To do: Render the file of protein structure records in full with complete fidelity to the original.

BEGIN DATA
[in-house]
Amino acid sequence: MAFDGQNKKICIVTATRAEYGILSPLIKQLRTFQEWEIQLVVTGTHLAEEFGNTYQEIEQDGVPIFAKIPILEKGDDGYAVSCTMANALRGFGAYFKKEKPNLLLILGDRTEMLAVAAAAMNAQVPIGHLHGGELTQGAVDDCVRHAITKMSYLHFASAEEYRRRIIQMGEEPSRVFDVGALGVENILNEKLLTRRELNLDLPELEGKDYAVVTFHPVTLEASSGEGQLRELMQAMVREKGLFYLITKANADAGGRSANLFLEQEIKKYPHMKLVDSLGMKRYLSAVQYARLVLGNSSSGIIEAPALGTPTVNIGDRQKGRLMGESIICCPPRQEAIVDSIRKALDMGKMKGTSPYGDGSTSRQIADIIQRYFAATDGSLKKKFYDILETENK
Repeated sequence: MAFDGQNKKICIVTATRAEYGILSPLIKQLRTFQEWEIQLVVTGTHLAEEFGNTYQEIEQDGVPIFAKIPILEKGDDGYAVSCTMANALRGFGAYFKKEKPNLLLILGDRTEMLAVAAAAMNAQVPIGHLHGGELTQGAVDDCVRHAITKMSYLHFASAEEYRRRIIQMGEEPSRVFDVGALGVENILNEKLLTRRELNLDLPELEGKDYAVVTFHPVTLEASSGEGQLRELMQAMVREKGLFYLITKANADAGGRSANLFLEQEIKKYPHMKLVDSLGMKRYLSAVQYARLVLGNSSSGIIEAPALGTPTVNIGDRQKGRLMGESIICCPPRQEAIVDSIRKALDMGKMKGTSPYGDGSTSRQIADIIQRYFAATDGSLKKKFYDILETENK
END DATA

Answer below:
[in-house]
Amino acid sequence: MAFDGQNKKICIVTATRAEYGILSPLIKQLRTFQEWEIQLVVTGTHLAEEFGNTYQEIEQDGVPIFAKIPILEKGDDGYAVSCTMANALRGFGAYFKKEKPNLLLILGDRTEMLAVAAAAMNAQVPIGHLHGGELTQGAVDDCVRHAITKMSYLHFASAEEYRRRIIQMGEEPSRVFDVGALGVENILNEKLLTRRELNLDLPELEGKDYAVVTFHPVTLEASSGEGQLRELMQAMVREKGLFYLITKANADAGGRSANLFLEQEIKKYPHMKLVDSLGMKRYLSAVQYARLVLGNSSSGIIEAPALGTPTVNIGDRQKGRLMGESIICCPPRQEAIVDSIRKALDMGKMKGTSPYGDGSTSRQIADIIQRYFAATDGSLKKKFYDILETENK
Repeated sequence: MAFDGQNKKICIVTATRAEYGILSPLIKQLRTFQEWEIQLVVTGTHLAEEFGNTYQEIEQDGVPIFAKIPILEKGDDGYAVSCTMANALRGFGAYFKKEKPNLLLILGDRTEMLAVAAAAMNAQVPIGHLHGGELTQGAVDDCVRHAITKMSYLHFASAEEYRRRIIQMGEEPSRVFDVGALGVENILNEKLLTRRELNLDLPELEGKDYAVVTFHPVTLEASSGEGQLRELMQAMVREKGLFYLITKANADAGGRSANLFLEQEIKKYPHMKLVDSLGMKRYLSAVQYARLVLGNSSSGIIEAPALGTPTVNIGDRQKGRLMGESIICCPPRQEAIVDSIRKALDMGKMKGTSPYGDGSTSRQIADIIQRYFAATDGSLKKKFYDILETENK